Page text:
The program garnered the President’s E Award for Exports in 2021 from the U.S. Department of Commerce.

In addition to the three main functions of the Ohio SBDC, YSU offers training seminars, helping the employees of companies that export stay up to date.

The Export Assistance Network also can help companies find export financing, credit insurance, trade attorneys, translators, accounting firms and brokers.

“We’re trying to create an ecosystem for globalization,” Kassis says, noting the program combines the efforts of academic institutions, private sector businesses and state financial resources to further Ohio’s global marketplace.

Partners in Columbiana County

One of the initiatives YSU has become involved with is the Global Initiative Hub in Columbiana County.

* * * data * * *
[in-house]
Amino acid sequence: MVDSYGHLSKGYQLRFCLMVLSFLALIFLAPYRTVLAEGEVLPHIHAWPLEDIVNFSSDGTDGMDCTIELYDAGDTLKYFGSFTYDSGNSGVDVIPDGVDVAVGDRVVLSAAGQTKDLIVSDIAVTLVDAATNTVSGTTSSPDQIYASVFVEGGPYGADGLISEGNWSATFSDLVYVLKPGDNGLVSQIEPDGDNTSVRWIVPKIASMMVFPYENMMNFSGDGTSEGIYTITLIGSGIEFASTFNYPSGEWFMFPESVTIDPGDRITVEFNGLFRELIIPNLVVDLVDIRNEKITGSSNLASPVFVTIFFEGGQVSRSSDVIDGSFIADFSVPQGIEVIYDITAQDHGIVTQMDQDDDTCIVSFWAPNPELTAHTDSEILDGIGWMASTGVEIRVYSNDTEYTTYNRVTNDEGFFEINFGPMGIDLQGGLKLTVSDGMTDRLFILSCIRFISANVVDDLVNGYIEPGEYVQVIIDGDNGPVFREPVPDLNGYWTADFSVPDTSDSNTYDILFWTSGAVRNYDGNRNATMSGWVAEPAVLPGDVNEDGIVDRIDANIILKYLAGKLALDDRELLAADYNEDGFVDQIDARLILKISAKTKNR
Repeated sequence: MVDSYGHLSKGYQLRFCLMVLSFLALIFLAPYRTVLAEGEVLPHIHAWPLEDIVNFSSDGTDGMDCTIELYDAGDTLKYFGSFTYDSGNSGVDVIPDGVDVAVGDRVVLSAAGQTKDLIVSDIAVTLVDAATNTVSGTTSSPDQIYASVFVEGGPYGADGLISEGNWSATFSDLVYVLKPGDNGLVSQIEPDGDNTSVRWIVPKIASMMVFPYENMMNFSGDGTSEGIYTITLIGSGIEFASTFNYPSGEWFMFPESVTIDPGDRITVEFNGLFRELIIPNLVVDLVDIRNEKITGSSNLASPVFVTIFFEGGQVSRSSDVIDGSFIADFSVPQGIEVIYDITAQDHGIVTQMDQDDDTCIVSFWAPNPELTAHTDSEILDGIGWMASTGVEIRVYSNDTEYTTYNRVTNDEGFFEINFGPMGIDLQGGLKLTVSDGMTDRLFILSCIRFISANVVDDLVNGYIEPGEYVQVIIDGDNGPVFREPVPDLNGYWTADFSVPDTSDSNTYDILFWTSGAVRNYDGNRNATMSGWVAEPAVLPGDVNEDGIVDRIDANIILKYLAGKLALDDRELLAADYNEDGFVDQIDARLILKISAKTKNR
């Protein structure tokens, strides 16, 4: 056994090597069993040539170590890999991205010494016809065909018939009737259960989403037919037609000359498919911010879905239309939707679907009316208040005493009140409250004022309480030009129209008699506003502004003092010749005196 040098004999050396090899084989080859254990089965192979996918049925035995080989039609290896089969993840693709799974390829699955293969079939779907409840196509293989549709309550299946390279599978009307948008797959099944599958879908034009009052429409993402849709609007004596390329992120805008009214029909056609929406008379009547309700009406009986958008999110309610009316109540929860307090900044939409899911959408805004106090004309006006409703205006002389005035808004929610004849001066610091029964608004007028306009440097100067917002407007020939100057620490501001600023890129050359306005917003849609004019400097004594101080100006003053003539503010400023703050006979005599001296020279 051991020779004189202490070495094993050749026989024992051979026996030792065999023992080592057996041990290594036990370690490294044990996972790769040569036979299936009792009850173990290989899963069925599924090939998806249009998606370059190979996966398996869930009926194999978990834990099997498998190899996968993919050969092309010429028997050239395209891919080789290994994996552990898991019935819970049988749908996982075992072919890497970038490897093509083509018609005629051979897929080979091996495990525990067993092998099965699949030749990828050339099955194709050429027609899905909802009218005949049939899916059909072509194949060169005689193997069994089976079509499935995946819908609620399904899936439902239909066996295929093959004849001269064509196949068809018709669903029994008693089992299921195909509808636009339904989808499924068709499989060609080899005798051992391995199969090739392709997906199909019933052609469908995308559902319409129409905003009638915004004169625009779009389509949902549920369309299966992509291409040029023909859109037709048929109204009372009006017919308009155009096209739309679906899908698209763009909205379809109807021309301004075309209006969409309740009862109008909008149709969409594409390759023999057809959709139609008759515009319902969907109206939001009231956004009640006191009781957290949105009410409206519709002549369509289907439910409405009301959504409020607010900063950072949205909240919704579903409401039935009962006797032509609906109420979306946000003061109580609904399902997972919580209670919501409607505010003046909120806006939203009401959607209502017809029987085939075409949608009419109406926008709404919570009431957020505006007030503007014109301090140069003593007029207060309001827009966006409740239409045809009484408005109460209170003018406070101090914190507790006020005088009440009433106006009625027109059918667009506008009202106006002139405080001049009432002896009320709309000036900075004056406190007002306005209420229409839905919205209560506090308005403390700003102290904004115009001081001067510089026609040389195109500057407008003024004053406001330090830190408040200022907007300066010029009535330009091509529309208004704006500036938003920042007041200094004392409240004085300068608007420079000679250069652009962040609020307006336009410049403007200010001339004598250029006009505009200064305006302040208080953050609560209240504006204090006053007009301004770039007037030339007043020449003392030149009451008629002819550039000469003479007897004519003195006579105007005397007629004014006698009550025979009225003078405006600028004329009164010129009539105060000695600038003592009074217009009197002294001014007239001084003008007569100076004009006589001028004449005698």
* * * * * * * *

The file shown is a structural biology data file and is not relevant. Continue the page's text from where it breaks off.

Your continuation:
Working with the Columbiana County Port Authority and Penny Traina, its executive director, the initiative is attempting to bring overseas businesses here.

The Global Initiative Hub opened in October in a space owned by the port authority in Leetonia.

The idea was conceived in 2019, but was put on hold during the pandemic, notes Traina. The first lease was signed by Humtown Products in January.

The hub offers a year of free rent in a furnished office for up to six fledgling foreign companies. The businesses are required to employ a YSU intern for one academic year.

The Export Assistance Network is also helping the Columbiana County Port Authority connect with companies in Europe and Asia so they might use the space and the local workforce.